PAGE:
Oil below $90 to hit GCC economies
Dubai, March 4, 2014
The effects on the economies of Gulf countries would be negative to neutral under an adverse scenario in which oil prices decline to $90 per barrel (pb) by 2020, said a report.
A gentle decline in oil prices should enable most GCC countries to continue to record healthy macroeconomic growth rates and support expansionary fiscal policies, stated Moody's Investors Service in a special comment report.
However, given that some GCC countries are already experiencing fiscal pressures in the current stable oil price environment, the ratings agency has considered the likely implications of a more adverse scenario in which oil prices would decline to $90 per barrel (pb) by 2020.
Such a protracted oil price decline would have negative credit implications for some countries of the GCC, it stated.
The economies of Bahrain (Baa2 negative) and Oman (A1 stable), including their corporate and banking sectors, would be hardest hit, while those of Saudi Arabia (Aa3 stable) and the UAE (Aa2 stable) would face a mixed outlook.
However, Kuwait (Aa2 stable) and Qatar (Aa2 stable) would be largely unaffected, said the Moody's in its report..
The rating agency said the likely implications of the adverse scenario were being studied as a number of GCC countries were already experiencing fiscal pressures in the current stable oil price environment.
Moody's adverse scenario is based on the expectation of greater-than-expected new global oil and gas capacity on the supply side; and slower-than-expected commodity demand growth in emerging markets, largely due to the maturing Chinese economy.
"Under such a scenario, sovereign credit quality in the GCC would be affected to varying degrees, with Bahrain and Oman most vulnerable to a potential downward adjustment of their sovereign ratings, given their high fiscal breakeven prices and declining oil production," explained Thomas J. Byrne, a Moody's senior VP and co-author of the report.
"The UAE and Saudi Arabia would, despite their large non-oil sectors relative to GCC peers, face reduced fiscal flexibility. Kuwait and Qatar on the other hand have the most headroom and fiscal flexibility to withstand a protracted oil price decline," stated Byrne.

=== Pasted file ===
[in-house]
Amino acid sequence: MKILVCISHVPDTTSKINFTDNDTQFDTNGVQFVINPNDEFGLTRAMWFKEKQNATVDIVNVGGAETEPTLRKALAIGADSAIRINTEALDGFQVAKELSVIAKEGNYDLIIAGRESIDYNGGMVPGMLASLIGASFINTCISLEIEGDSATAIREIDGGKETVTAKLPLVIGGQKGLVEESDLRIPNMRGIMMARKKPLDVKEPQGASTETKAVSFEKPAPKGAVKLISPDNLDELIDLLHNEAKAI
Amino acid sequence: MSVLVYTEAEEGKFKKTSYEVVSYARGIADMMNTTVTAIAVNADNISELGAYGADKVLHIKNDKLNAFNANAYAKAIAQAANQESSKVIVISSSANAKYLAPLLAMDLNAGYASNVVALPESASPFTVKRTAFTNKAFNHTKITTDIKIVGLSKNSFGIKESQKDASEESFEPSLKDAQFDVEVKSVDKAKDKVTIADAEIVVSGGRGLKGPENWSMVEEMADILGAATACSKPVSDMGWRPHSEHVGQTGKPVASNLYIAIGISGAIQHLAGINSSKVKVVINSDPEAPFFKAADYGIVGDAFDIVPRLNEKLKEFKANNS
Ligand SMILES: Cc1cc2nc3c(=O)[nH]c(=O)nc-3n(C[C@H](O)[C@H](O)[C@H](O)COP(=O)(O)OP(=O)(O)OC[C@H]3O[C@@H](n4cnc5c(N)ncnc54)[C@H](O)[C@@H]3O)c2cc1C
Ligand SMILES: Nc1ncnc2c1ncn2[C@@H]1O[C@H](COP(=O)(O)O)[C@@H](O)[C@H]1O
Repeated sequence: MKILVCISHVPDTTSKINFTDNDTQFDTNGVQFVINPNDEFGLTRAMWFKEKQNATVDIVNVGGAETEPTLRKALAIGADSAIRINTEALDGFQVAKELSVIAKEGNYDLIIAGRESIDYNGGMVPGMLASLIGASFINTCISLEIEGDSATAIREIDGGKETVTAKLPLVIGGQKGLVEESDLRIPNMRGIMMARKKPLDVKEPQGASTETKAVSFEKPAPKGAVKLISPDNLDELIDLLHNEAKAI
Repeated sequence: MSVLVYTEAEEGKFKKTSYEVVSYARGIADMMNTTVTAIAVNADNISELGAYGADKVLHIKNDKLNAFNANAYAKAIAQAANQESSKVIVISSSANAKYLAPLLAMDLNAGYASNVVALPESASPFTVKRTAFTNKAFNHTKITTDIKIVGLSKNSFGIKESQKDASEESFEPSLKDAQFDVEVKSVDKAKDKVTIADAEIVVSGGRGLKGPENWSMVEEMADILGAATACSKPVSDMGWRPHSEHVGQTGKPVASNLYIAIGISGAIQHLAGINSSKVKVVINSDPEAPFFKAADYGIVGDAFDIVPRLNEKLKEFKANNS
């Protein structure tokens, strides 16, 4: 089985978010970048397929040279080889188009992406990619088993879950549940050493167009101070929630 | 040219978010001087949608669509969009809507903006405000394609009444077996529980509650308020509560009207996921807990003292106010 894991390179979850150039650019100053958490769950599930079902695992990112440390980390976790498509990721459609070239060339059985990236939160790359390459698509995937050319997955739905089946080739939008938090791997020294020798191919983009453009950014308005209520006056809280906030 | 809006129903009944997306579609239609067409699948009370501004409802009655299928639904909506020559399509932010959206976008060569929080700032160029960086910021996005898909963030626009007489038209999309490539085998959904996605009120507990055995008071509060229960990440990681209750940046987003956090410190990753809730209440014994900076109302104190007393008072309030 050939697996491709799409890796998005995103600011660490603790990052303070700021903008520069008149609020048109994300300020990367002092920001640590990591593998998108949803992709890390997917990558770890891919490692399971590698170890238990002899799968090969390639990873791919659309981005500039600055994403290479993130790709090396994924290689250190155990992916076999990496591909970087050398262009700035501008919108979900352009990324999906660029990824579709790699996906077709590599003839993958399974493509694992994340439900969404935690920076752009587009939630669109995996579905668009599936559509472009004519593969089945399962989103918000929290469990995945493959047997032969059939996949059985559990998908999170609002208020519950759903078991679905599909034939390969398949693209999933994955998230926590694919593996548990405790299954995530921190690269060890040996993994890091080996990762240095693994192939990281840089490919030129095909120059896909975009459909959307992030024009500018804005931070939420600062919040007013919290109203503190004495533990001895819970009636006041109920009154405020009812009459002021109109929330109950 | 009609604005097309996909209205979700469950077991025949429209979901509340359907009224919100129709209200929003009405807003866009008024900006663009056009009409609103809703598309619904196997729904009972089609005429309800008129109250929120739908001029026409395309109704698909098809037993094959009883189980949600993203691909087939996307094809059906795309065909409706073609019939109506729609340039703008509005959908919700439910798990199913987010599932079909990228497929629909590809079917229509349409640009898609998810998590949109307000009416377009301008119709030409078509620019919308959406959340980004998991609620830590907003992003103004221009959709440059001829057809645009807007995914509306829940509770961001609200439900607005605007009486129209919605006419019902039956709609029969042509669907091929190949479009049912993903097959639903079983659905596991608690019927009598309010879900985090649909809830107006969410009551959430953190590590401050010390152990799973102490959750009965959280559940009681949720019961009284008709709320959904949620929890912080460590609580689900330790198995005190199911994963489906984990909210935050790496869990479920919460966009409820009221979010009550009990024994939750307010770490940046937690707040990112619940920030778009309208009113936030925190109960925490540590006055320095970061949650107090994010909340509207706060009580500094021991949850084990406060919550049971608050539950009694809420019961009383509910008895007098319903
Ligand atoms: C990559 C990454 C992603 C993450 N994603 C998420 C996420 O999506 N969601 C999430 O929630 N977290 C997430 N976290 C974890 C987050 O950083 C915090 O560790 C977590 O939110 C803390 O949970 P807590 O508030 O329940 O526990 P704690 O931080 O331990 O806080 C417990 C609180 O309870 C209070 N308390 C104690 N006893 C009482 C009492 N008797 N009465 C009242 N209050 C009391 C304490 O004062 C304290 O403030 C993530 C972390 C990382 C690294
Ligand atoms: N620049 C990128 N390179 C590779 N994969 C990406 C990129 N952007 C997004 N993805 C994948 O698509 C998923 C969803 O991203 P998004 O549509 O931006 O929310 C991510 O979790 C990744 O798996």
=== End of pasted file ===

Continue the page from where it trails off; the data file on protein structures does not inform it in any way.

Moody's anticipates that the policy responses of the affected GCC governments are likely to include continued efforts to diversify the economies away from hydrocarbons and to step up fiscal consolidation, which would have negative implications for corporates and banks.
In terms of the impact of a protracted oil price decline on GCC corporates, Moody's believes they are vulnerable to weakening public finances because the respective governments play such a dominant role in their economies.
This would likely result in major parts of these economies – with exceptions such as utilities – undergoing significant adjustments.
It would also result in a reduced availability of subsidies, such as cheap access to feedstock, funding at preferential conditions through local banking channels, and government support, said the ratings agency.
"A sustained oil price decline would likely result in significant adjustments to major parts of these economies, with some exceptions such as utilities. It would also reduce the availability of subsidies, such as cheap access to feedstock; funding at preferential conditions through the local banking channels; and government support," remarked Martin Kohlhase, a Moody's senior analyst and co-author of the report.
Furthermore, Moody's anticipates that a protracted oil price decline would adversely affect the GCC banks, as they are closely intertwined with local governments, which are often their largest borrower, depositor and shareholder.
"A drop in oil prices would result in lower government deposits and weaker asset quality, which would in turn hit banks' profitability and their ability to generate capital, stated Khalid Howladar, Moody's senior credit officer and co-author of the report.
"Any deterioration of sovereign credit quality would also affect that of the local banks given their exposure to the public sector," he added.-TradeArabia News Service